Canadian IROs call for lowering of mandatory disclosure threshold

Jun 02, 2015
<p>Globally half of all IR professionals support disclosure at 5 percent</p>

The Canadian investor relations community has called for the mandatory disclosure threshold for investors to fall from 10 percent to 5 percent, finds new research from IR Magazine.

Around two fifths of Canadian IROs believe 5 percent is the correct level for disclosure, according to the study. A third back the current figure of 10 percent, while roughly one in 10 calls for a European-style 3 percent threshold.

The research, which surveyed the views of 825 IR professionals from around the world, finds that globally half of all respondents back 5 percent as the appropriate level for mandatory disclosure.

In Europe, where many countries operate tighter systems than in North America, the IR community says it is largely happy with the status quo. Fifty percent of European respondents say investors should notify companies about their holdings at 3 percent – the current system in the UK, Spain and Germany.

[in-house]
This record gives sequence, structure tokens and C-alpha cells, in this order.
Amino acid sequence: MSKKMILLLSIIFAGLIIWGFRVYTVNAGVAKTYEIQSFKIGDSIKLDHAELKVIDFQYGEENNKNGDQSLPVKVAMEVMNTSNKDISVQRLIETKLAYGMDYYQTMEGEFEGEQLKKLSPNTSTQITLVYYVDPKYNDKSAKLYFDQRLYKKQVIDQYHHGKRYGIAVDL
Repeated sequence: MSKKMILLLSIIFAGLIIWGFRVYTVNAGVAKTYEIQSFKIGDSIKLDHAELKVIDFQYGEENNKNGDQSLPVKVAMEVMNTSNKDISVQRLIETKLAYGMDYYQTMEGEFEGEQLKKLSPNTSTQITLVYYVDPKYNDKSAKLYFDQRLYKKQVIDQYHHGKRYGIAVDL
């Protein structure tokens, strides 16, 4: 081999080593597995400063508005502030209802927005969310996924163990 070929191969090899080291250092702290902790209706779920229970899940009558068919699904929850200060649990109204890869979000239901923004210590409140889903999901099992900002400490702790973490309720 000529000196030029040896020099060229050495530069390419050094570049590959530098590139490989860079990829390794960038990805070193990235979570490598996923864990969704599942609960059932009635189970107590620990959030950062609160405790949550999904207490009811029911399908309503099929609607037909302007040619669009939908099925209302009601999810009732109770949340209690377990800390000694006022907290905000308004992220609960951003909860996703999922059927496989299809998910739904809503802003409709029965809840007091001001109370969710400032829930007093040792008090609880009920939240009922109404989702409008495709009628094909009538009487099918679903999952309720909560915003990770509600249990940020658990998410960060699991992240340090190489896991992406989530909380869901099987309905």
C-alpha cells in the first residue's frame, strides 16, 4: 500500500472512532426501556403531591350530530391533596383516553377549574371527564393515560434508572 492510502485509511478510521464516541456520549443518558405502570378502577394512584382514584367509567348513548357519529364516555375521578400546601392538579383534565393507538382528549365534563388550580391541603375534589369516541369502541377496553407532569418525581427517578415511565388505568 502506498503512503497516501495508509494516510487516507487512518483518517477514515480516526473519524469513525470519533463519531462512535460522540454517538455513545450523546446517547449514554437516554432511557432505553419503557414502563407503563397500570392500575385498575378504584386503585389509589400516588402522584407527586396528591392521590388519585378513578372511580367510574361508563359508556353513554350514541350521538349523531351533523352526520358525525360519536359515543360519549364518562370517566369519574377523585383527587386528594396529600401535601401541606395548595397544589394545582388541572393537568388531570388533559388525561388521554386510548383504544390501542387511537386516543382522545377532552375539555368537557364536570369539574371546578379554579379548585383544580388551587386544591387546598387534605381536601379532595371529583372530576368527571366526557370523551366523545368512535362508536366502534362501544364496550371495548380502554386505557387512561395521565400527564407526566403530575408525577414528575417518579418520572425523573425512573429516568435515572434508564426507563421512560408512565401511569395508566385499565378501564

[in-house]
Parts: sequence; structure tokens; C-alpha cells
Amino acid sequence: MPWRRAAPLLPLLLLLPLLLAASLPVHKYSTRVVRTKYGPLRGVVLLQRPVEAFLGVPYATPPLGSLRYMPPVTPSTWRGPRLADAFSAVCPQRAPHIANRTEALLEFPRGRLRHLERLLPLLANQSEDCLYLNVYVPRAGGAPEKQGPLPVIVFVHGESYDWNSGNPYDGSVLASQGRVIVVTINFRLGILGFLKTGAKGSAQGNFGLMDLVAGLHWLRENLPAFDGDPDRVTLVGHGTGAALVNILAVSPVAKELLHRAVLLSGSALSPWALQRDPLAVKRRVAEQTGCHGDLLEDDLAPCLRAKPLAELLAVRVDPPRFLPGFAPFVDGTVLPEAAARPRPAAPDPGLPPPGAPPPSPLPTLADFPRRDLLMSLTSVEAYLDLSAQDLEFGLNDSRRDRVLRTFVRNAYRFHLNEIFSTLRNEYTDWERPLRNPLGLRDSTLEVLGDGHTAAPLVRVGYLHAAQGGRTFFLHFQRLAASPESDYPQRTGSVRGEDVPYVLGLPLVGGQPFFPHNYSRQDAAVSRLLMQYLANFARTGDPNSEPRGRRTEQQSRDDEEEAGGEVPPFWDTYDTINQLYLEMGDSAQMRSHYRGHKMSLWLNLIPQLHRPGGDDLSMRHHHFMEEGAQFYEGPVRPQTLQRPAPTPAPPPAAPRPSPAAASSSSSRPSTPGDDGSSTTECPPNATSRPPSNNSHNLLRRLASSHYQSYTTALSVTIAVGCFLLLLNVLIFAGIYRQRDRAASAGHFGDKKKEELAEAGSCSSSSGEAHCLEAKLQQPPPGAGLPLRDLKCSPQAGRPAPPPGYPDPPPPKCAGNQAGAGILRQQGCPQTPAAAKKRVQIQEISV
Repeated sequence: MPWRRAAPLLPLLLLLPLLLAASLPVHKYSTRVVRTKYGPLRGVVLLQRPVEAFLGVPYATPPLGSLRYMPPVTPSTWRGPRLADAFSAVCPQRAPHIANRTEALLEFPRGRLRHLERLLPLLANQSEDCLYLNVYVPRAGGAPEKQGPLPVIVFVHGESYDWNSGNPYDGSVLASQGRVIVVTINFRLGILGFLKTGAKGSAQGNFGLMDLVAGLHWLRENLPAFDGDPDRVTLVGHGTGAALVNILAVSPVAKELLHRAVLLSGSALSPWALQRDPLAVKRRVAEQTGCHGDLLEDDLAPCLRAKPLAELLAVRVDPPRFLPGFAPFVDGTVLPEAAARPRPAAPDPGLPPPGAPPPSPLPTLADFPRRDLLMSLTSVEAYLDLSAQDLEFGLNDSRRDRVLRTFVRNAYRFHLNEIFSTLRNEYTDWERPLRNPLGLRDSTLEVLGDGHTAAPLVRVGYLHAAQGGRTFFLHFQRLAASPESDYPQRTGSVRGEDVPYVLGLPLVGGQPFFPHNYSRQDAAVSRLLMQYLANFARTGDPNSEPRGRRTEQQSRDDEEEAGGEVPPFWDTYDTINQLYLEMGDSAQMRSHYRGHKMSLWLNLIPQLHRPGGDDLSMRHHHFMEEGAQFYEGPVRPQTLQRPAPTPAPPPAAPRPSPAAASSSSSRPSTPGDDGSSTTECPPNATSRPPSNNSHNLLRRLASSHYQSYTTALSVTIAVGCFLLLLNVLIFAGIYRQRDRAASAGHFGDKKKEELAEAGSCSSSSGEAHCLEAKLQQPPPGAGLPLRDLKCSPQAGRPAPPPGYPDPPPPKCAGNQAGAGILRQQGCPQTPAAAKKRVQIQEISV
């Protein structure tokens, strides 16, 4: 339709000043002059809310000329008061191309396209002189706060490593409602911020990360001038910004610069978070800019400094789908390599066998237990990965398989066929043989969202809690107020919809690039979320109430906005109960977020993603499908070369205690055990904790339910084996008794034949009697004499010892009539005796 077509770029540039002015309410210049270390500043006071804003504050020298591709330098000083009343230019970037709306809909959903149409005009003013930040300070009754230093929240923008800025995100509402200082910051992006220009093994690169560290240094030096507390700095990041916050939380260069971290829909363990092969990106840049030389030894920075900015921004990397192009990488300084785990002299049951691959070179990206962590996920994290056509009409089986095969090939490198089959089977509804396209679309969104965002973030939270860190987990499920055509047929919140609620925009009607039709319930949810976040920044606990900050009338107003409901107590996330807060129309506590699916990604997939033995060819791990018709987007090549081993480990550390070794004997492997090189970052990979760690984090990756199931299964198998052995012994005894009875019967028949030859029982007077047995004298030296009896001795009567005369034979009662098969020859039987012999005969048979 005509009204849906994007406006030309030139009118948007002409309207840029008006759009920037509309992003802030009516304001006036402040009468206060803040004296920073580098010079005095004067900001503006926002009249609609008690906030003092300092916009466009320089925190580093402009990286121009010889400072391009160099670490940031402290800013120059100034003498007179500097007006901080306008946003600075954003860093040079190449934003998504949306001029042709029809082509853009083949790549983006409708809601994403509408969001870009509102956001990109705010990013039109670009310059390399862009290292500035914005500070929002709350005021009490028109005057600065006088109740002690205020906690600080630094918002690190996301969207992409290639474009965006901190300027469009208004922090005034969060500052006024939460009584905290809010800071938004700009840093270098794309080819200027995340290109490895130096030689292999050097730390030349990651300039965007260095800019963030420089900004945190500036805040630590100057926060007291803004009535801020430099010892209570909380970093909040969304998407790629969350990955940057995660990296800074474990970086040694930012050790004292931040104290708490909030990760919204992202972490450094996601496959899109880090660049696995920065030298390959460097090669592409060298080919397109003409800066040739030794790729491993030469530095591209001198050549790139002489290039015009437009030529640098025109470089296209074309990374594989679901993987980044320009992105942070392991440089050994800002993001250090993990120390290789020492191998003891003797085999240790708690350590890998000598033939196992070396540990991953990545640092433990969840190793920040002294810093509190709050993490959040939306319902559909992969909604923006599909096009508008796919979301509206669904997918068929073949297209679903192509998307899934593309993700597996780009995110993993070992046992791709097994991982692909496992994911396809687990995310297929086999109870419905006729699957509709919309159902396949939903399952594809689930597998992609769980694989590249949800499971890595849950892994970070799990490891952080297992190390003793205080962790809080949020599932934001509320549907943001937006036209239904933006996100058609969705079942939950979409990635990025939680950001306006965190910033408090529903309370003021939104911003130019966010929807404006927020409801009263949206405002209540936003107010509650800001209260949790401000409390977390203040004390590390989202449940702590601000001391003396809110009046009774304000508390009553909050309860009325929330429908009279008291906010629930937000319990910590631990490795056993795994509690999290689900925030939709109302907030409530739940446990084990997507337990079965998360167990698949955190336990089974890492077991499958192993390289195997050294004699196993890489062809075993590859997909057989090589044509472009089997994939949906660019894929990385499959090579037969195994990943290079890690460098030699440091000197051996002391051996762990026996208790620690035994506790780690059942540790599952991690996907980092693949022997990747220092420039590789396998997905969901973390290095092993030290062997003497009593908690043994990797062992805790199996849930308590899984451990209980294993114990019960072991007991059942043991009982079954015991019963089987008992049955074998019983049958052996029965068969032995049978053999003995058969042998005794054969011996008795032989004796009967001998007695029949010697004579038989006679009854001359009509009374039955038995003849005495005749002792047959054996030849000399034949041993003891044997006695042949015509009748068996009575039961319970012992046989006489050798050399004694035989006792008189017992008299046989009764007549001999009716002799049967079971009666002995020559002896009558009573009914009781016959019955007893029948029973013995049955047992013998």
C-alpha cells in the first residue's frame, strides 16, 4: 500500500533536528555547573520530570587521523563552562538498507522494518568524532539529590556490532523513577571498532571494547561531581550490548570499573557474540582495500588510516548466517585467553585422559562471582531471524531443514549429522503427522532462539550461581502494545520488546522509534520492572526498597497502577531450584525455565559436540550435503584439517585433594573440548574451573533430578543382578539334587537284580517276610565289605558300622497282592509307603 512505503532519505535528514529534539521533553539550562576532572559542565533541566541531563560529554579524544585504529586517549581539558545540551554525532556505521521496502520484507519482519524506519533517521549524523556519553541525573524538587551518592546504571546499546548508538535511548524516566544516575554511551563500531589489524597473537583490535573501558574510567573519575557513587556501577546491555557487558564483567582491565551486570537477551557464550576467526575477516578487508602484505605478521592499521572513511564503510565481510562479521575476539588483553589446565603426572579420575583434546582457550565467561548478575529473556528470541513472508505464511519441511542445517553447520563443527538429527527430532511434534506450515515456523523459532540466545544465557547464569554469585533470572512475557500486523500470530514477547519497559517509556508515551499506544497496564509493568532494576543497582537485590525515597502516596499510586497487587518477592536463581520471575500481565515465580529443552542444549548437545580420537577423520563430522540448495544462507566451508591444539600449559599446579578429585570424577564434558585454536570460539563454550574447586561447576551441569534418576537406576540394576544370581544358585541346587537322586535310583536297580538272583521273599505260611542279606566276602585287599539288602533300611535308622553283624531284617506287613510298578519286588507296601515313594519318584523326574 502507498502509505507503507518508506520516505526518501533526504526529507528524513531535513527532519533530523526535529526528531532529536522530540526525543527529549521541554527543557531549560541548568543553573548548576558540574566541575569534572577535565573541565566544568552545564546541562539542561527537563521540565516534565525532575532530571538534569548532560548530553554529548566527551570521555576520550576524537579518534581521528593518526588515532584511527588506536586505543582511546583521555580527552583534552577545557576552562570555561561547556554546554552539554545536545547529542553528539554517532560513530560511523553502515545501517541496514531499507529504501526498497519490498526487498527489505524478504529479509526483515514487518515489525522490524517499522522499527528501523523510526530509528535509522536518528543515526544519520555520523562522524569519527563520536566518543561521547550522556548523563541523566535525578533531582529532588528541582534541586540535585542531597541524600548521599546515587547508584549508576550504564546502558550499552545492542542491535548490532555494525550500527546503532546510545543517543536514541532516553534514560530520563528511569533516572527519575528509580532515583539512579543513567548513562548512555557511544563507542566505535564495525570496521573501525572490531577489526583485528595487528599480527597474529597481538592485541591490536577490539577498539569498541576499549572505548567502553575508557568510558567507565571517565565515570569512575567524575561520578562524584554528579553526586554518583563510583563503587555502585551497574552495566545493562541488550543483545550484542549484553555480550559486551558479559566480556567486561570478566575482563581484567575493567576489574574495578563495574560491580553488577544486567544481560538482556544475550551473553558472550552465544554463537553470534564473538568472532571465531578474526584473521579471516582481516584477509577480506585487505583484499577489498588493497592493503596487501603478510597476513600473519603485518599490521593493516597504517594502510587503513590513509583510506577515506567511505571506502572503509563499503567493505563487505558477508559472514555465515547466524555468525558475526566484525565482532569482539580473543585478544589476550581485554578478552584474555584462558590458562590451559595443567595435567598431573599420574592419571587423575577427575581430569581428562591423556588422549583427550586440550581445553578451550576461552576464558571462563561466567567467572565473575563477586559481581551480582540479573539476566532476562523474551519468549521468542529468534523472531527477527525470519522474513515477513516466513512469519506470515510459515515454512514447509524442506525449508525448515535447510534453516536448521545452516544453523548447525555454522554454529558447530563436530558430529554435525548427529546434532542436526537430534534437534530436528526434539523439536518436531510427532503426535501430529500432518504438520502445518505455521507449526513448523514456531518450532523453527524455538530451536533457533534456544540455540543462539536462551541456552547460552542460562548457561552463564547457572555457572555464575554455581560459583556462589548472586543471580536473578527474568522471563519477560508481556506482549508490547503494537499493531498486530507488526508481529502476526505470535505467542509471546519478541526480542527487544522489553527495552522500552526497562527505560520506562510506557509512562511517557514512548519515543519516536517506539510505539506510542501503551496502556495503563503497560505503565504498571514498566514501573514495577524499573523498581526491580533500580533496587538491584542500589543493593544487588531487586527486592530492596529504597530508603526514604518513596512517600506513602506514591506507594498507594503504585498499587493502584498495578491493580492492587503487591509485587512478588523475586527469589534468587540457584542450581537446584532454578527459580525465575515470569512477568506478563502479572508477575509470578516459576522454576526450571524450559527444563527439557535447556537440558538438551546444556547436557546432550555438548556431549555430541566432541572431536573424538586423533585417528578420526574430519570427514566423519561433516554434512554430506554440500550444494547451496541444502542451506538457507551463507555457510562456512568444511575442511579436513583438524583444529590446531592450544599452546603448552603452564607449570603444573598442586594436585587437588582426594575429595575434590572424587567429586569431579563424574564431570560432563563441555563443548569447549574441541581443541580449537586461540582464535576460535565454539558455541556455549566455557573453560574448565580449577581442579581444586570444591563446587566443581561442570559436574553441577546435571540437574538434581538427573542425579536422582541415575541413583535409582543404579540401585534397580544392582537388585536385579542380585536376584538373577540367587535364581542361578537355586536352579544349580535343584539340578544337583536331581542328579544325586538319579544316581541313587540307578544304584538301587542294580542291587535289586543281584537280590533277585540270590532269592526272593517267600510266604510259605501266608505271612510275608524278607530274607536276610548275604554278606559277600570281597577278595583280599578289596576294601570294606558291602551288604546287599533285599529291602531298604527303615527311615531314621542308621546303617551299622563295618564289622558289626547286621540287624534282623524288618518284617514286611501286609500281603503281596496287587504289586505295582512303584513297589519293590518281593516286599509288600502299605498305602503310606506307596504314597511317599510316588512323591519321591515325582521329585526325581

The findings come eight months after the Canadian Securities Administrators (CSA) decided against reducing its 10 percent mandatory disclosure threshold. CIRI, the Canadian IR association, had campaigned for the level to fall to 5 percent, which would bring it in line with the US market. Ex-CIRI CEO Tom Enright has said the current system ‘significantly trails the rest of the world and this is negatively affecting Canadian market efficiency’. But the CSA said the majority of respondents to a consultation had argued against the proposed cut.

As the job of IR professionals is to keep tabs on the shareholder base, you might assume their view is that lower is always better. In fact, many respondents support the system they currently operate under. For example, 54 percent of US respondents believe the current level of 5 percent is the right threshold for disclosure.

There is much more support for lowering thresholds than raising them, however. Looking at the US again, a third of respondents would like to see the threshold reduced to 3 percent, while just 9 percent support a rise to 10 percent.

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